In the Spring of 2016, just a few months before ‘Star Trek Beyond’ was due to be released, production company Bad Robot made a brave and ambitious decision; together with Paramount and Skydance, they agreed a deal with digital cinema leader Barco to release the film in the brand new Barco Escape multi-screen cinema format. And they turned to Prime Focus to help deliver the extra footage required for this immersive, ultra wide-screen experience.
“Throughout the history of our company we have always been passionate about exploring exciting new technologies,” said Prime Focus Founder and Global CEO Namit Malhotra. “Barco Escape is a compelling opportunity for filmmakers to paint on a broader canvas and for audiences to experience films on a grander scale, and this was an opportunity that we were not going to pass up, irrespective of the challenges that lay ahead.”
Talking about the Barco Escape version of ‘Star Trek Beyond’, Bad Robot Producer and Head of Post Production & Visual Effects Ben Rosenblatt said: “Everyone on our side has been more and more excited about it. I think this is an exciting next step for the format. We’re very interested in emerging technologies and new formats that offer innovation in the theatrical experience.”
The Barco Escape format utilizes three cinema projectors and two additional Cinemascope screens to present audiences with a much wider field of view, enhancing the cinema-going experience and bringing audiences inside the action like never before. As one of the first to create content for this exciting new presentation format, the Prime Focus team of 120 dedicated artists worked closely with their colleagues at Double Negative (Dneg), the main VFX partner on ‘Star Trek Beyond’, to create brand new visuals to expand and enhance the action playing on the main screen.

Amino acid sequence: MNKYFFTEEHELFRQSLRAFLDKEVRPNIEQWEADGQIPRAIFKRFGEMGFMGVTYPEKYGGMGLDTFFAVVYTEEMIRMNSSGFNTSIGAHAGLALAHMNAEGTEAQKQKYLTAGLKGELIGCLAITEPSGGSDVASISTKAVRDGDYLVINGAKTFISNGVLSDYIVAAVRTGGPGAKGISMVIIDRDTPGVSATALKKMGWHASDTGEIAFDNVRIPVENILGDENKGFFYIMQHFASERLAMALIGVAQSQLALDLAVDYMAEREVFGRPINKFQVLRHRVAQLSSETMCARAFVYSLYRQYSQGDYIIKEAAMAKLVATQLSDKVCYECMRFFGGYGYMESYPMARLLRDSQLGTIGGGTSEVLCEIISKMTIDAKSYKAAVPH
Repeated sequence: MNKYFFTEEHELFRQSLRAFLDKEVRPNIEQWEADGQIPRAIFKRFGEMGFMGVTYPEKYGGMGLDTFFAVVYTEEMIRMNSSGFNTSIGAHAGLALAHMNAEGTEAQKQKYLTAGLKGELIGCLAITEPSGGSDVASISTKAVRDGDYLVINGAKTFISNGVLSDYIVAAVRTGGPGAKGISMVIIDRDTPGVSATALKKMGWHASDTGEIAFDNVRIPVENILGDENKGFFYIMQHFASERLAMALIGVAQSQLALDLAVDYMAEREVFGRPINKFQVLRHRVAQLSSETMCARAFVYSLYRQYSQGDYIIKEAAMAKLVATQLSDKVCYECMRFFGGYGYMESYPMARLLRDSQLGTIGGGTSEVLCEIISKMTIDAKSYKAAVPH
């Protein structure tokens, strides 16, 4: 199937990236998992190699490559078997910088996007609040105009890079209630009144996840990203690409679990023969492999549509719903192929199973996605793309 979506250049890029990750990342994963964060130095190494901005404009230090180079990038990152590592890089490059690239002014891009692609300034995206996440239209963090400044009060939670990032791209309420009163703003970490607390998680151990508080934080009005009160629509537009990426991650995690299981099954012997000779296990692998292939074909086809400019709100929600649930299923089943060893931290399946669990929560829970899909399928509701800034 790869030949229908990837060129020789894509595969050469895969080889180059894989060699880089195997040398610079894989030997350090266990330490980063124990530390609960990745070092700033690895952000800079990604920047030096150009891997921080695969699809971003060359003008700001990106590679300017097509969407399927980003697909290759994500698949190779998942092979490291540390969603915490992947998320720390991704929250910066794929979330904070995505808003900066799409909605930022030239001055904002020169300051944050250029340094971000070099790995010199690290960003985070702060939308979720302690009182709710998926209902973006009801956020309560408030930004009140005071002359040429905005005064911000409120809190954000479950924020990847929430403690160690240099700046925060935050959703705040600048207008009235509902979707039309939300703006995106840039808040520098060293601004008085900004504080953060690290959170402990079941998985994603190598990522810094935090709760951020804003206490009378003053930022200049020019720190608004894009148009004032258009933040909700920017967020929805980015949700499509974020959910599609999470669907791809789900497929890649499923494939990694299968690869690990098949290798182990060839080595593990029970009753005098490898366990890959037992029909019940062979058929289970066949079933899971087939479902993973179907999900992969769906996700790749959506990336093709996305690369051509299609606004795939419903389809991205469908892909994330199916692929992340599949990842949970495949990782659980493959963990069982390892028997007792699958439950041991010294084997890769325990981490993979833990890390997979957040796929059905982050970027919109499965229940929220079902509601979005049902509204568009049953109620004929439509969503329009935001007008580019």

Leading the project for Prime Focus was Co-Founder and Chief Creative Director Merzin Tavaria.
“The movie was in post production and the VFX work was already underway when Prime Focus came on-board to tackle the Barco Escape content,” said Merzin Tavaria. “We took on some of the main action sequences – mainly 100% CG shots that Dneg were already working on – and began the process of expanding the action into the left and right screens.”
The first challenge faced by the Prime Focus team was that it was still early in the VFX process, and the sequences were still taking shape. As on most big VFX shows, final delivery of the VFX shots was going to run right up to the wire, and there were some seriously complicated shots that the Dneg team were taking on.
Starting with work-in-progress sequences, the Prime Focus team began to create the left and right screen content based on the latest available versions of Dneg’s shots, tracking the progress and director’s notes on the centre screen content and applying the changes to the left and right screens as new versions became available.
“We had a certain amount of creative freedom to develop the content for the left and right screens, taking cues from the action on the centre screen,” explained Merzin. “Most of the shots already had an environment that extended left and right from the main screen to some extent, and we would extend or recreate this to fill the entire field of vision. Then creative decisions had to be taken – for example, if the Enterprise was coming in from the right screen and filling the centre screen, we would need to recreate the CG for the extended scene, and may need to light it differently, or add additional destruction elements. There were a lot of considerations.”